Parenting as Practice


Renee is a Meadowbrook parent and yoga teacher. In this article she writes about her experience of fusing these two identities in a time of crisis with surprising results. 

Friday afternoon I got a phone call from school. It’s always unnerving to see the school’s number pop-up on the phone. Then, the word nobody wants to hear: Lice. Nits were found in my daughter’s hair. By the time I arrived at school to pick her up, all three of my children were waiting for me. All infested. So much for long weekend plans.

If you’ve ever had to comb nits out of a child’s hair, you know where the term nit-picking comes from. It’s a tedious and tiresome task. An off-the-mat, long-hold, life experience requiring patience and focus. Thanks to yoga practice, I found myself asking (praying really): How can I see this differently? What if I showed up to this task completely present? Without expectation or judgment.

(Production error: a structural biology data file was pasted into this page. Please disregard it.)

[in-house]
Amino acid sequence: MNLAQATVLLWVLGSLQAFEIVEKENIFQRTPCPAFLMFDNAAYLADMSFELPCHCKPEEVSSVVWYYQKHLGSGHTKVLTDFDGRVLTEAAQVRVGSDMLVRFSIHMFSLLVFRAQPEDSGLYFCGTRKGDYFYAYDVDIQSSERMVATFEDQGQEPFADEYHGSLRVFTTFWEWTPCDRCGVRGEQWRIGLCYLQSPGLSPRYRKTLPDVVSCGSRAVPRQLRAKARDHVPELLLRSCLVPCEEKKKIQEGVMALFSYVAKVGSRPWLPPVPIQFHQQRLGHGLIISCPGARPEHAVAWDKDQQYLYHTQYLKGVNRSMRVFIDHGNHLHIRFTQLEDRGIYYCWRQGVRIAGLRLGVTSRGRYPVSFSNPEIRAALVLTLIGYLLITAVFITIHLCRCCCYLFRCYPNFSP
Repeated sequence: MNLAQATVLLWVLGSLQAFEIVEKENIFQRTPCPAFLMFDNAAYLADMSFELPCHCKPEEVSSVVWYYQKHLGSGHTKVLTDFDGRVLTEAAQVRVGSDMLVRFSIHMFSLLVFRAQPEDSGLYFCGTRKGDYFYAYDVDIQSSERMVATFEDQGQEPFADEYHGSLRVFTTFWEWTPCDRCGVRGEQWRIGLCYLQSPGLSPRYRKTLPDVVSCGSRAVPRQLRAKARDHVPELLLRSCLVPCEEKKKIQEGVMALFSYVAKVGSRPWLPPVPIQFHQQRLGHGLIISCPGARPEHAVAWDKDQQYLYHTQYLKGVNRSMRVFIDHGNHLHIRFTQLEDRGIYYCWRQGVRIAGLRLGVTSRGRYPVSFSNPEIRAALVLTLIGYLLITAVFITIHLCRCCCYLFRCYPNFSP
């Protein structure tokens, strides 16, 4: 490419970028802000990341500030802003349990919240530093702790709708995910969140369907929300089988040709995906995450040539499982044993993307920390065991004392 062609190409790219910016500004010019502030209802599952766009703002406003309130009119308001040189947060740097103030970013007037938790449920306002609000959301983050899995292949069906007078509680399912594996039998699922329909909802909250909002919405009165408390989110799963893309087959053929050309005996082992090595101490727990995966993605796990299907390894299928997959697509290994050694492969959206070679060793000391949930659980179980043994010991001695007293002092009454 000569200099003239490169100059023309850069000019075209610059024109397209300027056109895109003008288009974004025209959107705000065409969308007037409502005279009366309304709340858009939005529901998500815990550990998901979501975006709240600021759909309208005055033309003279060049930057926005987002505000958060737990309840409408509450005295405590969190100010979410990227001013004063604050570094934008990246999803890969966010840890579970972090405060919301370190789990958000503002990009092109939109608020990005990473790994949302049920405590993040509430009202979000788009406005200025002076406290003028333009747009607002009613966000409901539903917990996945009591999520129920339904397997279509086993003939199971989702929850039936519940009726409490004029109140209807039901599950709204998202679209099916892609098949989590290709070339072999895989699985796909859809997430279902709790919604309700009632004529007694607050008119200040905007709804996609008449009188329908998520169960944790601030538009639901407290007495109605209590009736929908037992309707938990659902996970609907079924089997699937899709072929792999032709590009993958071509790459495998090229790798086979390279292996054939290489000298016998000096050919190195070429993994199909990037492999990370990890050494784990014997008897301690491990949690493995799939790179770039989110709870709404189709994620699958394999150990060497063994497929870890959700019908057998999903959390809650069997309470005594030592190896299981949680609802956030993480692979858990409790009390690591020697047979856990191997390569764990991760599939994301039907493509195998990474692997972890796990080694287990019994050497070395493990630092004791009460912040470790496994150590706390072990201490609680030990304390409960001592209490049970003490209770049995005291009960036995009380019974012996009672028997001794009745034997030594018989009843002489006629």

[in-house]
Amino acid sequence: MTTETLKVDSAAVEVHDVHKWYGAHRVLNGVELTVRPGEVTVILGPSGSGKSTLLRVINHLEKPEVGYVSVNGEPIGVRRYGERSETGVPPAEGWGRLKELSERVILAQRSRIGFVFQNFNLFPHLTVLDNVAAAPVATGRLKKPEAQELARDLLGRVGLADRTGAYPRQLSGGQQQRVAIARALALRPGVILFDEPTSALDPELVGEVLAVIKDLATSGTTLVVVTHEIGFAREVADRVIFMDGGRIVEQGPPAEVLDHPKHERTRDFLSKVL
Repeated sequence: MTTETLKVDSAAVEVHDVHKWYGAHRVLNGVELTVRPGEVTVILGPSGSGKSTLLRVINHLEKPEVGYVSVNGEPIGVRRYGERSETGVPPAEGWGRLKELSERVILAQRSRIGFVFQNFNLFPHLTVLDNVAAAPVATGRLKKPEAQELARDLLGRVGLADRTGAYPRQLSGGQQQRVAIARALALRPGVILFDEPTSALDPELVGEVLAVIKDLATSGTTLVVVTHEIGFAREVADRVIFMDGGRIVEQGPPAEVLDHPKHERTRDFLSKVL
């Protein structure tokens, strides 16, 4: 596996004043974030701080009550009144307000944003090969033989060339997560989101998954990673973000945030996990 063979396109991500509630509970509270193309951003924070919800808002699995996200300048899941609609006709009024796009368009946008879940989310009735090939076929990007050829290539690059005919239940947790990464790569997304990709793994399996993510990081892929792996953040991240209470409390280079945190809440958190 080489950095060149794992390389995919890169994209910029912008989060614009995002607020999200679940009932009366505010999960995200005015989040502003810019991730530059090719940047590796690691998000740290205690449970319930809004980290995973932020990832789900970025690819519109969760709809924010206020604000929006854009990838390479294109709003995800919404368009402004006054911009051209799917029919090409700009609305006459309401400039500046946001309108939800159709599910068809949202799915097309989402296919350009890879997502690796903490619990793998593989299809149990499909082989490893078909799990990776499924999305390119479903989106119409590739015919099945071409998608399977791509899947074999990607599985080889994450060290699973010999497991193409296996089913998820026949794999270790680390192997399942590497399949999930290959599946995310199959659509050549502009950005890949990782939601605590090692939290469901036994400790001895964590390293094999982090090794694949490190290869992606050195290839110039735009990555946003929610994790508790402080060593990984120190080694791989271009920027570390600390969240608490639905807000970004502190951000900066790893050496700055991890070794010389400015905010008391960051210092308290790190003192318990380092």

My son is 13. Changing – what seems like overnight – into a young man. He has little interest in conversation with his mom these days – or – even if he did – he’s hard pressed to get a word in with two boisterous sisters. Our nit-picking session started out in silence with an occasional one-word answer to my random questions. We were on our deck, the sun giving us the best light. Perhaps it was the unseasonable heat that caused things to shift, because just like in yoga, the warmer it got, the more we opened up. He started talking first about baseball – his favorite sport – and – although I’m not quite sure how we ended up where we did – before I knew it, we were having the discussion I had been putting off – about puberty and girls and how babies were made. The need for me to keep my eyes on his hair seemed to put us both at ease. He asked questions and we both spoke freely. I am grateful for the time with him.

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